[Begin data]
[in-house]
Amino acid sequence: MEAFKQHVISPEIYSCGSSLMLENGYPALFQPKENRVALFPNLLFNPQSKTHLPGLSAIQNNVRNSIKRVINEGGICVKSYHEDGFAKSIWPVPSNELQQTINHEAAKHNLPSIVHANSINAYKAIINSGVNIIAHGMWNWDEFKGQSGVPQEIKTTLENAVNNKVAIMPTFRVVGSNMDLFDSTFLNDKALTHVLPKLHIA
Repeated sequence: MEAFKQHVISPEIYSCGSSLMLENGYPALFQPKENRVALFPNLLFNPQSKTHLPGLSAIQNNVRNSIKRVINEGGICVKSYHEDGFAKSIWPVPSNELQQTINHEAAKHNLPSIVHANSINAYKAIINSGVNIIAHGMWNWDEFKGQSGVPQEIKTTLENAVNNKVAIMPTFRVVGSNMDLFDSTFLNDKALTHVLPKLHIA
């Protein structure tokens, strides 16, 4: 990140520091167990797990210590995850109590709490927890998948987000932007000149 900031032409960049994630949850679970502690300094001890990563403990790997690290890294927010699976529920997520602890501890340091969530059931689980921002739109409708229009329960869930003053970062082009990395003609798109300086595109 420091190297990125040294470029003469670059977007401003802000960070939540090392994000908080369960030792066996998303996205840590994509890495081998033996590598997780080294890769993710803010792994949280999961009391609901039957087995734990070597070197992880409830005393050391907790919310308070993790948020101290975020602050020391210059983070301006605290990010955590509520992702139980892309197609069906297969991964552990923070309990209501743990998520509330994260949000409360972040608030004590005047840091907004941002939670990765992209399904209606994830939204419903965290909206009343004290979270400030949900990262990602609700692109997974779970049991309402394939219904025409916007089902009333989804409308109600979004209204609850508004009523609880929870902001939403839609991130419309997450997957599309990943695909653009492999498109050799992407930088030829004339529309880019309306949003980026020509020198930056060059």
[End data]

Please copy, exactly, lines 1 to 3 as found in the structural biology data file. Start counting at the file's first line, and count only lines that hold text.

[in-house]
Amino acid sequence: MEAFKQHVISPEIYSCGSSLMLENGYPALFQPKENRVALFPNLLFNPQSKTHLPGLSAIQNNVRNSIKRVINEGGICVKSYHEDGFAKSIWPVPSNELQQTINHEAAKHNLPSIVHANSINAYKAIINSGVNIIAHGMWNWDEFKGQSGVPQEIKTTLENAVNNKVAIMPTFRVVGSNMDLFDSTFLNDKALTHVLPKLHIA
Repeated sequence: MEAFKQHVISPEIYSCGSSLMLENGYPALFQPKENRVALFPNLLFNPQSKTHLPGLSAIQNNVRNSIKRVINEGGICVKSYHEDGFAKSIWPVPSNELQQTINHEAAKHNLPSIVHANSINAYKAIINSGVNIIAHGMWNWDEFKGQSGVPQEIKTTLENAVNNKVAIMPTFRVVGSNMDLFDSTFLNDKALTHVLPKLHIA